As the story progresses, the anonymous First Man (האדם) transforms into the character of Adam (אדם), and so The First Woman needs a name, too. All on his own, with no divine prodding that we are shown, Adam names his wife Eve (חוה) because she is the mother of all life (אם כל-חי).
Adam and Eve have a son, Cain (קין), and Eve is the one to give him his name, because “I have gained (קניתי) a son from God.” (Gen. 4:1) Thus begin the begats of human history – parents naming children, previous generations describing and defining the world for the ones to come after.
This ability to name things and people is one way in which we are, for good and for ill, reflections of God. Parents of newborns know this – the power of giving a person a name, the name she will bear for the rest of her life, is a heady and frightening thing. It is also true in larger contexts: the names we use for people that are different than we are, the names we use for geographical areas whose ownership is in dispute, the names we call people we disagree with, or merely dislike.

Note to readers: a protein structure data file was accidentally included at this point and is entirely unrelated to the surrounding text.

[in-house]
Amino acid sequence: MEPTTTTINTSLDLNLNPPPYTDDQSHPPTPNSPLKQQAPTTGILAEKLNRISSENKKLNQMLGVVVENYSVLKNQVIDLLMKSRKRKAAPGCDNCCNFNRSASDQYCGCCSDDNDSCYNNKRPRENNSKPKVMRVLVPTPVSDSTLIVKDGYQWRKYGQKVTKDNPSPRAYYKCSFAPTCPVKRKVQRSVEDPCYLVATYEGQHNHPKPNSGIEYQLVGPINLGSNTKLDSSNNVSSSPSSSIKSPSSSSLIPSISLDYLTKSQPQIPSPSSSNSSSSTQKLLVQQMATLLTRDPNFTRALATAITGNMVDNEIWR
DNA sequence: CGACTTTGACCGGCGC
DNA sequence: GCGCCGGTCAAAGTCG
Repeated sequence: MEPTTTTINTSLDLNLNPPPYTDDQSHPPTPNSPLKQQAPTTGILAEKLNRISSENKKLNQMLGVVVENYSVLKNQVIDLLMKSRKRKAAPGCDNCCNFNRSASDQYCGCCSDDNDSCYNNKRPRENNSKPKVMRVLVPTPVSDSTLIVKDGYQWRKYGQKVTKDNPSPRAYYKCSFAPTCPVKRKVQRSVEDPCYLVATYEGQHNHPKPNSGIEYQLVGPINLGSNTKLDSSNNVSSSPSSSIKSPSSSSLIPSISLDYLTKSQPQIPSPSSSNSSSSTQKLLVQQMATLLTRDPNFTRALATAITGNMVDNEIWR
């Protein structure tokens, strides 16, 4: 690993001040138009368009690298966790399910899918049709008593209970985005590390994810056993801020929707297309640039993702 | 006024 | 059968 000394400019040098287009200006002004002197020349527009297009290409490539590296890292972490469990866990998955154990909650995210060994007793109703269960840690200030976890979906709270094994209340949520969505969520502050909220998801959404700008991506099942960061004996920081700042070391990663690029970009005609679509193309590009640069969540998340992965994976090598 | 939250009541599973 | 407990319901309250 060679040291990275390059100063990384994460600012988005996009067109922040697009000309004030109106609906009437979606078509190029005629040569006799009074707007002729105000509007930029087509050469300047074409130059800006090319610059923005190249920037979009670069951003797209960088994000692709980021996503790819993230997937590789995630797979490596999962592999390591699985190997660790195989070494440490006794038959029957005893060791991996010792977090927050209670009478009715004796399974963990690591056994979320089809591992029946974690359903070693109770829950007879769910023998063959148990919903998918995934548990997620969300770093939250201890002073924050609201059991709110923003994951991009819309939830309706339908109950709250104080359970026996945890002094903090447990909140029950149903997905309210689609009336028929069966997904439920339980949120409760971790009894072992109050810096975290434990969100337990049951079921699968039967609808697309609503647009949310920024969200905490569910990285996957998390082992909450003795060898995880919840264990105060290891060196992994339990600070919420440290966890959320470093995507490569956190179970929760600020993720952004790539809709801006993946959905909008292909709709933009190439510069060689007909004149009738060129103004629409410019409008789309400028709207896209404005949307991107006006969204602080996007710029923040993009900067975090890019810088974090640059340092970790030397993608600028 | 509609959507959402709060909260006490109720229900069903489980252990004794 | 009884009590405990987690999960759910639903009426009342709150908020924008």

וירא אלהים את האור כי טוב
“And God saw that the light was good…” (Gen. 1:4)
Before God gave the light a name and called it day, God saw that the light was good. It is not enough to slap a label on something and move on, in order to be truly God-like in our naming, we have to take the time, to make the effort, to see the good in the person, in the idea, in the place or thing we are choosing to name.
October 8, 2009
From the first day of the month of Elul through Hoshana Raba (coming this weekend to a Jewish community near you!), we add Psalm 27 to the liturgy. I figured out over the summer that before bed is my best time for prayer, so I’ve been saying that psalm before falling asleep for the last month and a half. After Saturday, i think I’m going to miss it.
The most famous (or, at least, most frequently-sung) snippet of this psalm begins אחת שאלתי- I have asked one thing.
“one thing have I asked of GOD one goal do I pursue: to dwell in the ETERNAL’s house throughout my days,